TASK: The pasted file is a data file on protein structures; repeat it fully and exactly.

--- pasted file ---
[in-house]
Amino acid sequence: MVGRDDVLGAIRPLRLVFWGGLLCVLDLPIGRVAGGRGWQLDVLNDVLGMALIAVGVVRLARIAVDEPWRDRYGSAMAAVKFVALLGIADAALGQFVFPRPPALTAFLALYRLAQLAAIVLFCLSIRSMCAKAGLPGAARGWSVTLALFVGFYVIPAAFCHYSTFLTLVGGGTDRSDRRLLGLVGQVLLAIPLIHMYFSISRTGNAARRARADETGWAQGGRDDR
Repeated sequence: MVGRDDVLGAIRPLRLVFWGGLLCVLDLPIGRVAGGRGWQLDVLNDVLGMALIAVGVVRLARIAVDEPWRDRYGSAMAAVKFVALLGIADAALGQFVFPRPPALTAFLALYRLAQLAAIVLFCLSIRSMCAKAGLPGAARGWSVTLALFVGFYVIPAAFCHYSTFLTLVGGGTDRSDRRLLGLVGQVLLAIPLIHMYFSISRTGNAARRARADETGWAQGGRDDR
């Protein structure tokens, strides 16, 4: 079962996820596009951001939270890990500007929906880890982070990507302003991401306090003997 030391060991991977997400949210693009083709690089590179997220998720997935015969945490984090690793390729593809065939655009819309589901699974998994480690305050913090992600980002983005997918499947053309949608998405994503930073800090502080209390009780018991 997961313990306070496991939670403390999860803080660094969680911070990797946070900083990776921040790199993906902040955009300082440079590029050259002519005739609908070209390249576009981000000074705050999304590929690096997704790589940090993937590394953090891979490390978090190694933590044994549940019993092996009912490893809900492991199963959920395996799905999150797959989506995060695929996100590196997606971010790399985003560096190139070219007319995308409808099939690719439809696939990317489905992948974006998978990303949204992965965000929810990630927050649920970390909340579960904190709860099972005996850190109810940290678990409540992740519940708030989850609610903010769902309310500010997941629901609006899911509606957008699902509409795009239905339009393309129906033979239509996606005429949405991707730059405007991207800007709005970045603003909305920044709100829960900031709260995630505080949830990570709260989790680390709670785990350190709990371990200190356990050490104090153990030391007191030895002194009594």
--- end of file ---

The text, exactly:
[in-house]
Amino acid sequence: MVGRDDVLGAIRPLRLVFWGGLLCVLDLPIGRVAGGRGWQLDVLNDVLGMALIAVGVVRLARIAVDEPWRDRYGSAMAAVKFVALLGIADAALGQFVFPRPPALTAFLALYRLAQLAAIVLFCLSIRSMCAKAGLPGAARGWSVTLALFVGFYVIPAAFCHYSTFLTLVGGGTDRSDRRLLGLVGQVLLAIPLIHMYFSISRTGNAARRARADETGWAQGGRDDR
Repeated sequence: MVGRDDVLGAIRPLRLVFWGGLLCVLDLPIGRVAGGRGWQLDVLNDVLGMALIAVGVVRLARIAVDEPWRDRYGSAMAAVKFVALLGIADAALGQFVFPRPPALTAFLALYRLAQLAAIVLFCLSIRSMCAKAGLPGAARGWSVTLALFVGFYVIPAAFCHYSTFLTLVGGGTDRSDRRLLGLVGQVLLAIPLIHMYFSISRTGNAARRARADETGWAQGGRDDR
């Protein structure tokens, strides 16, 4: 079962996820596009951001939270890990500007929906880890982070990507302003991401306090003997 030391060991991977997400949210693009083709690089590179997220998720997935015969945490984090690793390729593809065939655009819309589901699974998994480690305050913090992600980002983005997918499947053309949608998405994503930073800090502080209390009780018991 997961313990306070496991939670403390999860803080660094969680911070990797946070900083990776921040790199993906902040955009300082440079590029050259002519005739609908070209390249576009981000000074705050999304590929690096997704790589940090993937590394953090891979490390978090190694933590044994549940019993092996009912490893809900492991199963959920395996799905999150797959989506995060695929996100590196997606971010790399985003560096190139070219007319995308409808099939690719439809696939990317489905992948974006998978990303949204992965965000929810990630927050649920970390909340579960904190709860099972005996850190109810940290678990409540992740519940708030989850609610903010769902309310500010997941629901609006899911509606957008699902509409795009239905339009393309129906033979239509996606005429949405991707730059405007991207800007709005970045603003909305920044709100829960900031709260995630505080949830990570709260989790680390709670785990350190709990371990200190356990050490104090153990030391007191030895002194009594």